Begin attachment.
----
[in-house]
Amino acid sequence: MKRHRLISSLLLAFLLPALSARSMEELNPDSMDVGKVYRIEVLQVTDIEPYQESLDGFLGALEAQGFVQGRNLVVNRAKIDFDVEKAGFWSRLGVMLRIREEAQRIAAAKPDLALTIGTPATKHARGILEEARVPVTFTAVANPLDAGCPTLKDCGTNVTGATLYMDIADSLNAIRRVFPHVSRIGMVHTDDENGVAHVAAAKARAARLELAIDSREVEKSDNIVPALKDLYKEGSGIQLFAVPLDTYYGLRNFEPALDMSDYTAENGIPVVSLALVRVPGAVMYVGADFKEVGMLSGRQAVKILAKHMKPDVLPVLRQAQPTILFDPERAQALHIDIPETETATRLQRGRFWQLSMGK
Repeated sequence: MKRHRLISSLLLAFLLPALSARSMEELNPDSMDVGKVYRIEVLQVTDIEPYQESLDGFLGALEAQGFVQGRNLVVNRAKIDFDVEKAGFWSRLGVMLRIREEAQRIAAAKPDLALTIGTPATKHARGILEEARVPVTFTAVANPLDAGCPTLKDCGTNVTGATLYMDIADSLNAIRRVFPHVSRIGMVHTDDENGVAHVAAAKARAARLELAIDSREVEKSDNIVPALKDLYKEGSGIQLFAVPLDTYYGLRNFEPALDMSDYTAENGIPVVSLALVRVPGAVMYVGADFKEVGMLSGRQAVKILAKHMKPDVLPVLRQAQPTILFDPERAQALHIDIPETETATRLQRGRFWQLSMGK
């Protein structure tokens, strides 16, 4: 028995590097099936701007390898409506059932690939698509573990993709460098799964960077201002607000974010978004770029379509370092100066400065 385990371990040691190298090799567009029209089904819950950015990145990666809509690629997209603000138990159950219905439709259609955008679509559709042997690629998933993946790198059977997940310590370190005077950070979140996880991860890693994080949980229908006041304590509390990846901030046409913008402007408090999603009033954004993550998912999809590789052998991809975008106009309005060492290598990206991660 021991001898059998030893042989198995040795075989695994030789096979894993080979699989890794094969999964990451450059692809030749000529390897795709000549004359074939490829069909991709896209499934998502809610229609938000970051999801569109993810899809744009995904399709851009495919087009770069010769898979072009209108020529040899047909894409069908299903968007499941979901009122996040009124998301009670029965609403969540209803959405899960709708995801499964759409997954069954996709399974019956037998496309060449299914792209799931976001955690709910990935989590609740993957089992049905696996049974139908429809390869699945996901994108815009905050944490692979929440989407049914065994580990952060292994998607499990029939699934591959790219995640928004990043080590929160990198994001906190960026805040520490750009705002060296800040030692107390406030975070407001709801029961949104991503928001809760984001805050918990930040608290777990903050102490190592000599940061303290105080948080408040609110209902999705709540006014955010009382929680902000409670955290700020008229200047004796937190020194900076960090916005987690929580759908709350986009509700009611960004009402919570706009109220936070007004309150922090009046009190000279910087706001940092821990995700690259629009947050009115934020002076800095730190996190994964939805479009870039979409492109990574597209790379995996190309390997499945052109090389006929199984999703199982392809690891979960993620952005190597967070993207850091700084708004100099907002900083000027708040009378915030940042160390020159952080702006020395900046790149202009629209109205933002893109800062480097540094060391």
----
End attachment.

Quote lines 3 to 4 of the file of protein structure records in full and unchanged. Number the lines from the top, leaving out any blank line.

Repeated sequence: MKRHRLISSLLLAFLLPALSARSMEELNPDSMDVGKVYRIEVLQVTDIEPYQESLDGFLGALEAQGFVQGRNLVVNRAKIDFDVEKAGFWSRLGVMLRIREEAQRIAAAKPDLALTIGTPATKHARGILEEARVPVTFTAVANPLDAGCPTLKDCGTNVTGATLYMDIADSLNAIRRVFPHVSRIGMVHTDDENGVAHVAAAKARAARLELAIDSREVEKSDNIVPALKDLYKEGSGIQLFAVPLDTYYGLRNFEPALDMSDYTAENGIPVVSLALVRVPGAVMYVGADFKEVGMLSGRQAVKILAKHMKPDVLPVLRQAQPTILFDPERAQALHIDIPETETATRLQRGRFWQLSMGK
């Protein structure tokens, strides 16, 4: 028995590097099936701007390898409506059932690939698509573990993709460098799964960077201002607000974010978004770029379509370092100066400065 385990371990040691190298090799567009029209089904819950950015990145990666809509690629997209603000138990159950219905439709259609955008679509559709042997690629998933993946790198059977997940310590370190005077950070979140996880991860890693994080949980229908006041304590509390990846901030046409913008402007408090999603009033954004993550998912999809590789052998991809975008106009309005060492290598990206991660 021991001898059998030893042989198995040795075989695994030789096979894993080979699989890794094969999964990451450059692809030749000529390897795709000549004359074939490829069909991709896209499934998502809610229609938000970051999801569109993810899809744009995904399709851009495919087009770069010769898979072009209108020529040899047909894409069908299903968007499941979901009122996040009124998301009670029965609403969540209803959405899960709708995801499964759409997954069954996709399974019956037998496309060449299914792209799931976001955690709910990935989590609740993957089992049905696996049974139908429809390869699945996901994108815009905050944490692979929440989407049914065994580990952060292994998607499990029939699934591959790219995640928004990043080590929160990198994001906190960026805040520490750009705002060296800040030692107390406030975070407001709801029961949104991503928001809760984001805050918990930040608290777990903050102490190592000599940061303290105080948080408040609110209902999705709540006014955010009382929680902000409670955290700020008229200047004796937190020194900076960090916005987690929580759908709350986009509700009611960004009402919570706009109220936070007004309150922090009046009190000279910087706001940092821990995700690259629009947050009115934020002076800095730190996190994964939805479009870039979409492109990574597209790379995996190309390997499945052109090389006929199984999703199982392809690891979960993620952005190597967070993207850091700084708004100099907002900083000027708040009378915030940042160390020159952080702006020395900046790149202009629209109205933002893109800062480097540094060391």